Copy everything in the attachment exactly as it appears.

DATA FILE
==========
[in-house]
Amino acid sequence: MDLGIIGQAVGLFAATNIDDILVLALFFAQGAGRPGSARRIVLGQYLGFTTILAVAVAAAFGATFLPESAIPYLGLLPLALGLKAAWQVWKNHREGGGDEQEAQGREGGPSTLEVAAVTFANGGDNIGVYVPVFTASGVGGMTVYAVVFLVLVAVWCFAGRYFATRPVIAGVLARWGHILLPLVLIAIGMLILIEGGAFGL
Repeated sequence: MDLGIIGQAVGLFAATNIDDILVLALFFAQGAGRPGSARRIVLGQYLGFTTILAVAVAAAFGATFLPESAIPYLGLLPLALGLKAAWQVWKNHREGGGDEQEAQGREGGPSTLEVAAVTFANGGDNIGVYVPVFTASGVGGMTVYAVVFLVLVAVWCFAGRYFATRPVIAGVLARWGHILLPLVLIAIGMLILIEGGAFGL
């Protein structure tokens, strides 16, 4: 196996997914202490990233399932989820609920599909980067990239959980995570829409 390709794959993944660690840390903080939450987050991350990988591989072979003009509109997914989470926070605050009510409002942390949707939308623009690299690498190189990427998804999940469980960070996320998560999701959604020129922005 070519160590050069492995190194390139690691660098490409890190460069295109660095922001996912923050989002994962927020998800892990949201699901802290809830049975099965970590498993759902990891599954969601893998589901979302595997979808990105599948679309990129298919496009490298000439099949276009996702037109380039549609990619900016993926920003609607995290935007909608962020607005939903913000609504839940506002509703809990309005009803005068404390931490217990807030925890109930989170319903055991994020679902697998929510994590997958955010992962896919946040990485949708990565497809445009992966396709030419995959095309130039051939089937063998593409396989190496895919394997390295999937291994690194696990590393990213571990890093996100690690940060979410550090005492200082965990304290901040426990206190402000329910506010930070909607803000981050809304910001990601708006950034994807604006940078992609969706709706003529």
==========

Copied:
[in-house]
Amino acid sequence: MDLGIIGQAVGLFAATNIDDILVLALFFAQGAGRPGSARRIVLGQYLGFTTILAVAVAAAFGATFLPESAIPYLGLLPLALGLKAAWQVWKNHREGGGDEQEAQGREGGPSTLEVAAVTFANGGDNIGVYVPVFTASGVGGMTVYAVVFLVLVAVWCFAGRYFATRPVIAGVLARWGHILLPLVLIAIGMLILIEGGAFGL
Repeated sequence: MDLGIIGQAVGLFAATNIDDILVLALFFAQGAGRPGSARRIVLGQYLGFTTILAVAVAAAFGATFLPESAIPYLGLLPLALGLKAAWQVWKNHREGGGDEQEAQGREGGPSTLEVAAVTFANGGDNIGVYVPVFTASGVGGMTVYAVVFLVLVAVWCFAGRYFATRPVIAGVLARWGHILLPLVLIAIGMLILIEGGAFGL
């Protein structure tokens, strides 16, 4: 196996997914202490990233399932989820609920599909980067990239959980995570829409 390709794959993944660690840390903080939450987050991350990988591989072979003009509109997914989470926070605050009510409002942390949707939308623009690299690498190189990427998804999940469980960070996320998560999701959604020129922005 070519160590050069492995190194390139690691660098490409890190460069295109660095922001996912923050989002994962927020998800892990949201699901802290809830049975099965970590498993759902990891599954969601893998589901979302595997979808990105599948679309990129298919496009490298000439099949276009996702037109380039549609990619900016993926920003609607995290935007909608962020607005939903913000609504839940506002509703809990309005009803005068404390931490217990807030925890109930989170319903055991994020679902697998929510994590997958955010992962896919946040990485949708990565497809445009992966396709030419995959095309130039051939089937063998593409396989190496895919394997390295999937291994690194696990590393990213571990890093996100690690940060979410550090005492200082965990304290901040426990206190402000329910506010930070909607803000981050809304910001990601708006950034994807604006940078992609969706709706003529």